Differences in revolutionary influence also contributed to the disparities between the two regions. Large parts of the rural areas of QN-ĐN and the wider Central Coast region were under the influence of the Việt Minh during the war with France (1945–54) and then under the NLF during the war with America (1954–75). Therefore, peasants in these regions had a stronger relationship with the Việt Minh and the NLF and were more familiar with their respective political and economic policies. During the American war, the NLF was able to recruit a large number of revolutionaries who operated locally or were sent to the north for training. After the war, thanks to the considerable number of local revolutionaries who survived or returned from northern Vietnam, the Central Coast did not face a huge problem filling local government and party positions. These cadres were familiar with, enthusiastic about and committed to the post-1975 socialist transformation policies, at least in the first few years. Meanwhile, in An Giang during the American war, the area and therefore the population under the influence of the revolutionaries was reduced, local networks of revolutionaries were destroyed and many revolutionaries were killed or deserted. In many locations, no Communist Party cells operated until after reunification and, even then, they were few in number and relatively weak. The new local-level authorities had to recruit new cadres, a majority of whom were not ex-revolutionaries and were therefore not familiar with socialism and were unenthusiastic about the socialist transformation of agriculture and collectivisation.
Despite these regional disparities and the high level of commercial agriculture in the Mekong Delta, Vietnamese Communist Party (VCP) leaders decided to impose on the south the northern model of socialist agricultural transformation, which was considered a central pillar of socialist construction. As in the north and in other socialist countries, this agrarian reform consisted of two key components: land reform and collectivisation, with the former an essential step to prepare for the latter. Regardless of the existing shortcomings and disappointments of collective farming in the north, the VCP believed that collectivising agriculture in the south was the only way to modernise it, eliminate exploitation, support industrialisation and improve peasants’ living standards. VCP leaders were apparently propelled by a commitment to building socialism and socialist large-scale production and a strong belief in their own capacities.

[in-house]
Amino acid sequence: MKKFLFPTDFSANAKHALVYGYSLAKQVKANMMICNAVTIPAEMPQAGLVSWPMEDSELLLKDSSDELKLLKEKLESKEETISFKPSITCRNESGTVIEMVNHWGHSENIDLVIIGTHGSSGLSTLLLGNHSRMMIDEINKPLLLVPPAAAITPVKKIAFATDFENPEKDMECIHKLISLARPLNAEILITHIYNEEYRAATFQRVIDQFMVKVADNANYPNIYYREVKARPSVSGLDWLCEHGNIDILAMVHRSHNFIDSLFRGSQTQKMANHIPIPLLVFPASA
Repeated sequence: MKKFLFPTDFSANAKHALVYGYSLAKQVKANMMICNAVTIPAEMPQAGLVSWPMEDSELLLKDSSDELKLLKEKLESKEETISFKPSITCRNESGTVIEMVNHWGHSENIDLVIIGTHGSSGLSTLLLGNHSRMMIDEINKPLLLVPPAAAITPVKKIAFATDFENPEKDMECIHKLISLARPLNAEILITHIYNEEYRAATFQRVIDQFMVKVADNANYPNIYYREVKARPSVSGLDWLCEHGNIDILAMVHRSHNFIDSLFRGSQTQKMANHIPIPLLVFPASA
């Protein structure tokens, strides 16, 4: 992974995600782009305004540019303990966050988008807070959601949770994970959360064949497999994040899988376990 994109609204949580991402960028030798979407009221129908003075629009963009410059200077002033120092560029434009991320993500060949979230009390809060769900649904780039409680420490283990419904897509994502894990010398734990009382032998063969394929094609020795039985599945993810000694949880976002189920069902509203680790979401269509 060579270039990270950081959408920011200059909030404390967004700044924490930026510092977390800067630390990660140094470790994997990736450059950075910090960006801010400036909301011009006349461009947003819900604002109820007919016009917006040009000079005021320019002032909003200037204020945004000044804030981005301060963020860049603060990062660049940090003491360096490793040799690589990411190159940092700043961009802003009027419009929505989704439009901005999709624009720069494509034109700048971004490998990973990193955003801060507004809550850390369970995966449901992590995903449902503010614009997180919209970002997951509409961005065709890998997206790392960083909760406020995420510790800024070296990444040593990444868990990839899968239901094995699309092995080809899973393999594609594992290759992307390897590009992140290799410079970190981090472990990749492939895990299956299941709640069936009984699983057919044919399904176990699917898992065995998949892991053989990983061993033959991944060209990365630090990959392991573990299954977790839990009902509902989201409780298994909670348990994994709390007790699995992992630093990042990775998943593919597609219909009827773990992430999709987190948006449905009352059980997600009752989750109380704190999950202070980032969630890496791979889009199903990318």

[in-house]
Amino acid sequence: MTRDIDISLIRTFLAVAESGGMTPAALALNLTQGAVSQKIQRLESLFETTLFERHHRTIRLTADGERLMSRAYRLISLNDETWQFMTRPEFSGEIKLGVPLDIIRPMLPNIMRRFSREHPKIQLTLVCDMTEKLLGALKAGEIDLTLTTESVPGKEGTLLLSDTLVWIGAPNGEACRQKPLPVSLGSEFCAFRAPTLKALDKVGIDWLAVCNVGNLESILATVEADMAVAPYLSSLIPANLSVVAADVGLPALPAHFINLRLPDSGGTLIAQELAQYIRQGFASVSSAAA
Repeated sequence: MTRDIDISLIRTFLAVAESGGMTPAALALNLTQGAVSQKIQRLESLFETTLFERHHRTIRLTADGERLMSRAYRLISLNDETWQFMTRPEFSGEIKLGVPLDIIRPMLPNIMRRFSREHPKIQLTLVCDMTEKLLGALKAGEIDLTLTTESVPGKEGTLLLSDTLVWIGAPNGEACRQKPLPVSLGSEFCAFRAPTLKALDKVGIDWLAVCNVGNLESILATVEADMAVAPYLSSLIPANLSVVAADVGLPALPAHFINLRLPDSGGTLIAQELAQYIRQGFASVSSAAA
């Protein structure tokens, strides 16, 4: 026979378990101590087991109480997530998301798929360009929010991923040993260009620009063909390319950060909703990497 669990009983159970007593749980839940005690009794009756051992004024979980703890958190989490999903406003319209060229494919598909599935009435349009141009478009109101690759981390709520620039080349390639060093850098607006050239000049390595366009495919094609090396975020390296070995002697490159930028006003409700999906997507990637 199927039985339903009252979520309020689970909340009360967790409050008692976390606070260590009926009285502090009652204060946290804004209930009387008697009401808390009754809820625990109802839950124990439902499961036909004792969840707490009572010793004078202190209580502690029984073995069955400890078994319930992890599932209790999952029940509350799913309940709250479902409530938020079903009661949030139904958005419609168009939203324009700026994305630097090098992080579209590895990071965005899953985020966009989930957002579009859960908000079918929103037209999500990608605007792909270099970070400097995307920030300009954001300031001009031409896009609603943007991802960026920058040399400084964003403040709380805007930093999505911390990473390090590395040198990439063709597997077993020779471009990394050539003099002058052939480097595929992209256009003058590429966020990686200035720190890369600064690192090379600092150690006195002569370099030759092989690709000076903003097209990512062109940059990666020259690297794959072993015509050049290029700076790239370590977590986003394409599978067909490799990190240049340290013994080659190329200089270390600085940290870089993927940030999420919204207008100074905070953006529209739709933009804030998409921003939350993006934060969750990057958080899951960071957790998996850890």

The VCP strongly believed the socialist transformation of agriculture in southern Vietnam could be completed by 1980. The socialist project, however, was not driven solely by the strong will and high ideology of top-level leaders; it also greatly depended on local-level conditions and politics, the main actors of which were ordinary peasants and local cadres. As it happened, the results of the post-1975 agrarian reforms varied from region to region. The implementation of postwar economic restoration measures, land reform and collectivisation was rapid in QN-ĐN and other provinces in the Central Coast. From 1975 to 1978, authorities in QN-ĐN were able to accomplish most of the preparatory measures for collectivisation, such as land redistribution, irrigation, field transformation and the establishment of simple collective organisations and pilot collectives. Authorities in QN-ĐN also met the central government’s target to collectivise farming by 1980.
In contrast, authorities in An Giang and elsewhere in the Mekong Delta encountered major difficulties, and to the extent that socialist transformation occurred, it took many years and much effort to complete. Many policies—such as land redistribution and the building of interim collective organisations and pilot collectives—failed to reach the central government’s targets and expectations due to strong peasant resistance and the inadequate commitment of local cadres. Local authorities failed to fully establish northern-style collective farms and had to modify and reduce the scale and socialist characteristics of their collectives to ease local resistance. Despite these compromises, collectivisation in the region accounted for less than 10 per cent of agricultural land and peasant households in 1980.